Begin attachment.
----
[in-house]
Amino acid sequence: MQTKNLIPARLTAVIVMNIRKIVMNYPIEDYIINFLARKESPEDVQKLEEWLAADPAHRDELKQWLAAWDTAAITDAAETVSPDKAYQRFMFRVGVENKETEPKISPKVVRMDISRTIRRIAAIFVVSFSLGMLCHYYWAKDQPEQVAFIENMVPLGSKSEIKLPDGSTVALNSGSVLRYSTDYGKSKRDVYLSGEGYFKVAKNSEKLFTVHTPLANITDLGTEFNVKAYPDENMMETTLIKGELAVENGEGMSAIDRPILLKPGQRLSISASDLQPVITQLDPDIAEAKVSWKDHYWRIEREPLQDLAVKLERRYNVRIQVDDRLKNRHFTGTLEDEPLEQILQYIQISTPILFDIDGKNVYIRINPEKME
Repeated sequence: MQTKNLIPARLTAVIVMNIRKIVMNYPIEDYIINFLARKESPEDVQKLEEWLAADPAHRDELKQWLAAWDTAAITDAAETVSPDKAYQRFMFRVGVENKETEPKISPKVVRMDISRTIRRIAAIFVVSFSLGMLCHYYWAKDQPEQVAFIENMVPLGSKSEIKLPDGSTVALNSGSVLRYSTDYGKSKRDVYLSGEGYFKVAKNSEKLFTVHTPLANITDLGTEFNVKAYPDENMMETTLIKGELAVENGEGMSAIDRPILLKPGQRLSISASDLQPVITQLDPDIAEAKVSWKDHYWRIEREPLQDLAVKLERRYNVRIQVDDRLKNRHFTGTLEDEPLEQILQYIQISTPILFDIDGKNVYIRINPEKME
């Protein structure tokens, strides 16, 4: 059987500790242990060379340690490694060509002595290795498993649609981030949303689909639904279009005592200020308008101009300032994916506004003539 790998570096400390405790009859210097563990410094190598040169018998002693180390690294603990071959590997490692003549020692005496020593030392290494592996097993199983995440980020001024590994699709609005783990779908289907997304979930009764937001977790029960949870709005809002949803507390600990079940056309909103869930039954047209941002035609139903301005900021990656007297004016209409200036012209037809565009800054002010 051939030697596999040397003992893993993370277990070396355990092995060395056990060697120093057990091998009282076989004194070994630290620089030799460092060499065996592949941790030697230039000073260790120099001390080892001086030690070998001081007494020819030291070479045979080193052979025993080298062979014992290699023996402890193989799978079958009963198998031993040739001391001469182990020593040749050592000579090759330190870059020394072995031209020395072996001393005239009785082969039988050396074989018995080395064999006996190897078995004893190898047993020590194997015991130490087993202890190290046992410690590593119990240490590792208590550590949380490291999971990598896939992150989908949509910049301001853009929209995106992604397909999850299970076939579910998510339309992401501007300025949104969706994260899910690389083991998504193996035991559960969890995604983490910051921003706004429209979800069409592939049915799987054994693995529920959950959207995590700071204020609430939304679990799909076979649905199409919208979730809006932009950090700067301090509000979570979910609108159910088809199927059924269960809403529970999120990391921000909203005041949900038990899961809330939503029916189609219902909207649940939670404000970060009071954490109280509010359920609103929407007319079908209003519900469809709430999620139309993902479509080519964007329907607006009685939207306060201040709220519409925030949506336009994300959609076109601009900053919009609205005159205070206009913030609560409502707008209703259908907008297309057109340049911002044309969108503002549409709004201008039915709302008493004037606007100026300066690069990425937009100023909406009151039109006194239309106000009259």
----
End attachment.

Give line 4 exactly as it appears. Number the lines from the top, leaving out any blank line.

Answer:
């Protein structure tokens, strides 16, 4: 059987500790242990060379340690490694060509002595290795498993649609981030949303689909639904279009005592200020308008101009300032994916506004003539 790998570096400390405790009859210097563990410094190598040169018998002693180390690294603990071959590997490692003549020692005496020593030392290494592996097993199983995440980020001024590994699709609005783990779908289907997304979930009764937001977790029960949870709005809002949803507390600990079940056309909103869930039954047209941002035609139903301005900021990656007297004016209409200036012209037809565009800054002010 051939030697596999040397003992893993993370277990070396355990092995060395056990060697120093057990091998009282076989004194070994630290620089030799460092060499065996592949941790030697230039000073260790120099001390080892001086030690070998001081007494020819030291070479045979080193052979025993080298062979014992290699023996402890193989799978079958009963198998031993040739001391001469182990020593040749050592000579090759330190870059020394072995031209020395072996001393005239009785082969039988050396074989018995080395064999006996190897078995004893190898047993020590194997015991130490087993202890190290046992410690590593119990240490590792208590550590949380490291999971990598896939992150989908949509910049301001853009929209995106992604397909999850299970076939579910998510339309992401501007300025949104969706994260899910690389083991998504193996035991559960969890995604983490910051921003706004429209979800069409592939049915799987054994693995529920959950959207995590700071204020609430939304679990799909076979649905199409919208979730809006932009950090700067301090509000979570979910609108159910088809199927059924269960809403529970999120990391921000909203005041949900038990899961809330939503029916189609219902909207649940939670404000970060009071954490109280509010359920609103929407007319079908209003519900469809709430999620139309993902479509080519964007329907607006009685939207306060201040709220519409925030949506336009994300959609076109601009900053919009609205005159205070206009913030609560409502707008209703259908907008297309057109340049911002044309969108503002549409709004201008039915709302008493004037606007100026300066690069990425937009100023909406009151039109006194239309106000009259």